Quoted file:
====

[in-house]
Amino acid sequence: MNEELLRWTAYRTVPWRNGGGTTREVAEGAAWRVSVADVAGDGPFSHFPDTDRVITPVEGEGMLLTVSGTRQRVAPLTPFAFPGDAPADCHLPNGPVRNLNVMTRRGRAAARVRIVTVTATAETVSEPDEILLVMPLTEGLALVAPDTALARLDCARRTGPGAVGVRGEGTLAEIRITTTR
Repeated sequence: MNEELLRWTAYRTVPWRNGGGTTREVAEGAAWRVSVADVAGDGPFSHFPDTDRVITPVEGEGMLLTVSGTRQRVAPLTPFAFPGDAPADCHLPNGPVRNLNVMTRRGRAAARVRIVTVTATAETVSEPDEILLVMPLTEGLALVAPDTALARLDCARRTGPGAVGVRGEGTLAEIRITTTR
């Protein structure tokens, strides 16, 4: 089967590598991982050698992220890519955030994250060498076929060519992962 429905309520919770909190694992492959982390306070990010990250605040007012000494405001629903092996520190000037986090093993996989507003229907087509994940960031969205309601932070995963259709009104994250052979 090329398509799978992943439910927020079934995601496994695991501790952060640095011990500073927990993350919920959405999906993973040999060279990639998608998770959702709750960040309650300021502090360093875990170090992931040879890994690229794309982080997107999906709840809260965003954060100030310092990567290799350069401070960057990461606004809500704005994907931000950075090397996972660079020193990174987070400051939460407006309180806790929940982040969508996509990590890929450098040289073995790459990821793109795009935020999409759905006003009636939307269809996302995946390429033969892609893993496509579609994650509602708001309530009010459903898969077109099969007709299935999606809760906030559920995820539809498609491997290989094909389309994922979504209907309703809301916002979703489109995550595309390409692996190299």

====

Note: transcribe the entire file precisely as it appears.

[in-house]
Amino acid sequence: MNEELLRWTAYRTVPWRNGGGTTREVAEGAAWRVSVADVAGDGPFSHFPDTDRVITPVEGEGMLLTVSGTRQRVAPLTPFAFPGDAPADCHLPNGPVRNLNVMTRRGRAAARVRIVTVTATAETVSEPDEILLVMPLTEGLALVAPDTALARLDCARRTGPGAVGVRGEGTLAEIRITTTR
Repeated sequence: MNEELLRWTAYRTVPWRNGGGTTREVAEGAAWRVSVADVAGDGPFSHFPDTDRVITPVEGEGMLLTVSGTRQRVAPLTPFAFPGDAPADCHLPNGPVRNLNVMTRRGRAAARVRIVTVTATAETVSEPDEILLVMPLTEGLALVAPDTALARLDCARRTGPGAVGVRGEGTLAEIRITTTR
């Protein structure tokens, strides 16, 4: 089967590598991982050698992220890519955030994250060498076929060519992962 429905309520919770909190694992492959982390306070990010990250605040007012000494405001629903092996520190000037986090093993996989507003229907087509994940960031969205309601932070995963259709009104994250052979 090329398509799978992943439910927020079934995601496994695991501790952060640095011990500073927990993350919920959405999906993973040999060279990639998608998770959702709750960040309650300021502090360093875990170090992931040879890994690229794309982080997107999906709840809260965003954060100030310092990567290799350069401070960057990461606004809500704005994907931000950075090397996972660079020193990174987070400051939460407006309180806790929940982040969508996509990590890929450098040289073995790459990821793109795009935020999409759905006003009636939307269809996302995946390429033969892609893993496509579609994650509602708001309530009010459903898969077109099969007709299935999606809760906030559920995820539809498609491997290989094909389309994922979504209907309703809301916002979703489109995550595309390409692996190299």